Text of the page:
For Christmas this year (2016), my sister sent me an old recipe box stuffed with letters to my father in the 1940’s and 1950’s. One of the first ones I pulled out, on December 25, described my grandmother’s Christmas in 1954. She lived in Niagara Falls Ontario, the community where she, and later my father, grew up. Most of the people she mentions are her siblings and their offspring. The depiction of her holiday celebration is fascinating and intimate.
There are several people mentioned by first name. I’ve included an addendum that explains who they all are at the end of this article. – Sue R.
Jan. 14, ‘55
Dear Peggy and Hal,
January is running along at such a pace that if I do not soon write this letter I shall be in disgrace. That is almost poetry, but not intended for that.
I want to thank you for that lovely file. I have begun by taking my cottage papers from the other files and put them together in the new one. I shall fix the others by degrees.
We had a very nice Christmas as usual. Christmas Eve we all went to Horace’s. Dorothy has a new accordion, much better than her other one, and she and Stan Haist, Jo’s brother-in-law, with his trombone, played Carols and all popular songs and everybody sang, jigged and acted crazy in general. Jo had a buffet supper set up on the dining room table and you ate whenever you felt the urge. We went home about one P.M., or rather A.M. We returned there about 8:30 next morning. You see as we grow a little older, the hour becomes a little later. Some of us want to keep the old time, but we are voted down. We opened our things there, and also finished the supper we had not finished the night before. We went home about eleven. At four we went to Ben’s for dinner. We all contribute to this now so that it will be less work for Bess. I have dessert. In the evening we put on a concert. I told them a sill “Just Mary” story. Jo, who has not much music in her, had practiced for a week to chord on a uke while Dorothy played the piano. It wasn’t bad and she was so serious about it. Later in the evening we ate again, then went home about eleven.
The Tuesday after Christmas we all went to St. Catharines to June’s apartment for coffee cake and sandwiches. Wednesday we Aunts were invited to Louise’s for afternoon tea. New Year’s Eve we were at Dewey’s like last year. New Year’s afternoon I had open house again. I also had invited Mrs. Will and Evelyn, Edith and Leon, Mrs. Farmer and Clarebel.
Are you interested in what I received? Bess gave me canasta cards, rack and table cover. Olive a table-lamp, Margaret – money. Horace & Jo a Mexican table-cloth. Dewey’s a night-gown. Bill & Dorothy a hand-woven scarf. Horbie a pair of Angora gloves, June a gingham luncheon set for the cottage, Louise pearl beads, Hal a subscription to Maclean’s. A pair of pictures (numbers) to paint from Margaret and Lyle. Nylon stockings from Uncle John. Black Angora gloves from Frank and Laurel. A plant in a pretty dish from Jean. I think that is it, except, of course, my box from Dearborn.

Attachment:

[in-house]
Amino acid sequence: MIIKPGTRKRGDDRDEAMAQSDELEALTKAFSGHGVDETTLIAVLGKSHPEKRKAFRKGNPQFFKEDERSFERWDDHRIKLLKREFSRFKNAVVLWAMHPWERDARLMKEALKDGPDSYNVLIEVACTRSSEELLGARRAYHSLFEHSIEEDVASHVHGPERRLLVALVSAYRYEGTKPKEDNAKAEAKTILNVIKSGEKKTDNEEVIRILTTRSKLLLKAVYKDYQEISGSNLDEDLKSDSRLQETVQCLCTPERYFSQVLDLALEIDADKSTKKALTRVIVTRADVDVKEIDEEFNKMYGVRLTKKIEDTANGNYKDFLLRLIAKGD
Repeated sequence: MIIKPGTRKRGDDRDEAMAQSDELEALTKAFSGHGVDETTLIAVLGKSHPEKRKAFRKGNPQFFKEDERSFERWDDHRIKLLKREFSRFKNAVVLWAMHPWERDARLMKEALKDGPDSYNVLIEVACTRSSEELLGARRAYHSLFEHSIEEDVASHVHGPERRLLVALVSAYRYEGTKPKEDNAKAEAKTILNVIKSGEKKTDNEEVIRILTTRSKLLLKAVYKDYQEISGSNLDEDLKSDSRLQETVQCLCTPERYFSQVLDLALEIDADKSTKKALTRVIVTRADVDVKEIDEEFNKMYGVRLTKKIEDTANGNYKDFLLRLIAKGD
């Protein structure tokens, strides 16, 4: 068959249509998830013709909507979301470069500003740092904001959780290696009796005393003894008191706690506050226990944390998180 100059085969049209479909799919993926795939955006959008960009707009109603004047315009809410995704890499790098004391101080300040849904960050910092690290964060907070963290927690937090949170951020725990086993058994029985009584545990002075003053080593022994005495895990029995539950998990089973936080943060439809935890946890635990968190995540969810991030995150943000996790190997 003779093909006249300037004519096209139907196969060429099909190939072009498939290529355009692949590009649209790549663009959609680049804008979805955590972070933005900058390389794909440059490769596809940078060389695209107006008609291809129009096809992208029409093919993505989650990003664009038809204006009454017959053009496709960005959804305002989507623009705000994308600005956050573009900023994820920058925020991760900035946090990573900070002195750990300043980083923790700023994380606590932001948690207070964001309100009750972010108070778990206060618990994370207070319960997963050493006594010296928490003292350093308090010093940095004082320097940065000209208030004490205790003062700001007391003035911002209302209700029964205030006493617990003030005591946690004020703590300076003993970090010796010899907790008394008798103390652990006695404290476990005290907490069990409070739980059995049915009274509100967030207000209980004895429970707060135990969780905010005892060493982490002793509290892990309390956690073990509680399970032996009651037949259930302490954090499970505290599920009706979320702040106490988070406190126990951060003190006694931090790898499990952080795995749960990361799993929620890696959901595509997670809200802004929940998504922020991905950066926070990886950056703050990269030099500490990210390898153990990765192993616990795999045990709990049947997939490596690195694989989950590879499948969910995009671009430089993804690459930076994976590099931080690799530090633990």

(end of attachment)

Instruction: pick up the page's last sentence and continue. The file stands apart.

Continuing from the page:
Uncle John has been in the hospital for about a week. They had to tap him for fluid. He is better again and will be home this Saturday, I think. He told them he was not staying in the hospital any longer than necessary, that he was still the boss.
Robert Cowil and wife are home living with his Dad. Robert looks like a funny old man. I do not know what he works at. I have not heard anything about him but saw him down town one day before Christmas and I was not sure it was he.
I see Lyn, just to wave to quite often.
Did I tell you Hal’s adopted son had something wrong with its throat. It choked all the time and could not swallow very well. The specialist here said it was tonsils and they would have to wait until he was two, to operate. In Toronto, at Christmas, Hal called in a Dr. suggested by the Honsbergers. His oesophagus is closed in the middle. They take him to the Sick Children’s Hospital in Toronto every week to have it stretched. He improved at once. It will take some time to be quite better.
People mentioned in Jan. 1955 Christmas letter
Logan siblings and family in the letter;
Horace Caulkins Logan; brother (1892 -1975) m. Ethel Blew ( -1936) m. Jessie Leone Rice (-1983) possibly “Jo“
Bill; William Harold Logan; nephew (1922-alive) m. Helen Elizabeth Margaret Deyell
Dorothy Logan; niece (1924-)
June Caulkins Logan; niece (1931-) m. Archie Craig Jamieson
Horbie; Horace Caulkins Logan Jr.; nephew (1933-) m. Jeanne Watkins
Bessie Burns Logan; sister (1879-1963)
Harold Fearn Logan; brother (1894-1952) m. Jeanne Scott (-1977)
Jeanne Louise; niece (1925-1995) m. Lorne Biggs
Harold Alexander Logan, AKA HAL; nephew (1923-) m. Dorothy Honsberger (-1989)
Emma Sabrina Logan; sister (1890-1982) m. Philip Andrew Dewey
Margaret Fearn Dewey; niece (-1970) m. Lyle MacKay
Olive Louisa Logan; sister (1886-1970)
Margaret; sister (1887-1971)
Stan Haist, “Jo’s brother-in-law”; “Jo” possibly is Horace Logan’s second wife.
Mrs. Will and Evelyn, Frank and Laurel, Robert Cowie; unknown
Edith & Leon; very close friends
Mrs. Farmer & Claribel; very close friends.
Uncle John; unknown, not a known Logan, King or Nichols (Hal King’s birth mother’s family)
Lynn; Hagelheimer, my father’s childhood best friend